SIGNIFICANCE OF THE PIRQUET TEST
When Pirquet,1 in April, 1907, announced his tuberculin test, it marked an epochal advance in phthisiology. Basing his memorable researches on the underlying principle that there was an immediate reaction in serum sickness and vaccination, Pirquet not only offered a simple and reliable method for determining the presence or absence of tuberculous infections, but also valuable data on the prevalence of tuberculosis in children as well as in adults. This also opened an avenue of approach to experimental cutaneous reactions in other diseases, notably in diphtheria (Schick test) and scarlet fever (Dick test).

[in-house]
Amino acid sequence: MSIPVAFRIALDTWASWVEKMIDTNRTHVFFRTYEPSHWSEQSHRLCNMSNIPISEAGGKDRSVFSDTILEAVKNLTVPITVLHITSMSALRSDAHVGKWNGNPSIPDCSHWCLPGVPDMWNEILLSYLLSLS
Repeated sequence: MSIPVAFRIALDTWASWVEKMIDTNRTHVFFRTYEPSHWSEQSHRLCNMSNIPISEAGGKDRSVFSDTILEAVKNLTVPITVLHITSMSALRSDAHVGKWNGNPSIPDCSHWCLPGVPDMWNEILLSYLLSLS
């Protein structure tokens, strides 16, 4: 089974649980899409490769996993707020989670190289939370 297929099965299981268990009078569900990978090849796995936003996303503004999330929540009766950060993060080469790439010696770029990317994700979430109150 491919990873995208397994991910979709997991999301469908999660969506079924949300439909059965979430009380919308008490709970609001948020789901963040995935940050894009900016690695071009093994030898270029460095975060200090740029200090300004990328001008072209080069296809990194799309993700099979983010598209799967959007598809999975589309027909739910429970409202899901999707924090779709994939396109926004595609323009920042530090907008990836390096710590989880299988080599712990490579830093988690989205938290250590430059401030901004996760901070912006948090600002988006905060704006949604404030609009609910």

MODIFICATIONS OF THE PIRQUET METHOD
So universally recognized was the value of the tuberculin test in clinical as well as in experimental medicine that it has given stimulus to numerous modifications aiming at greater precision and simplicity, and to mention those of Craig, Hamburger, Kahara, Lautier, Mantoux-Mendel, Moro, Petruschky, Trambusta and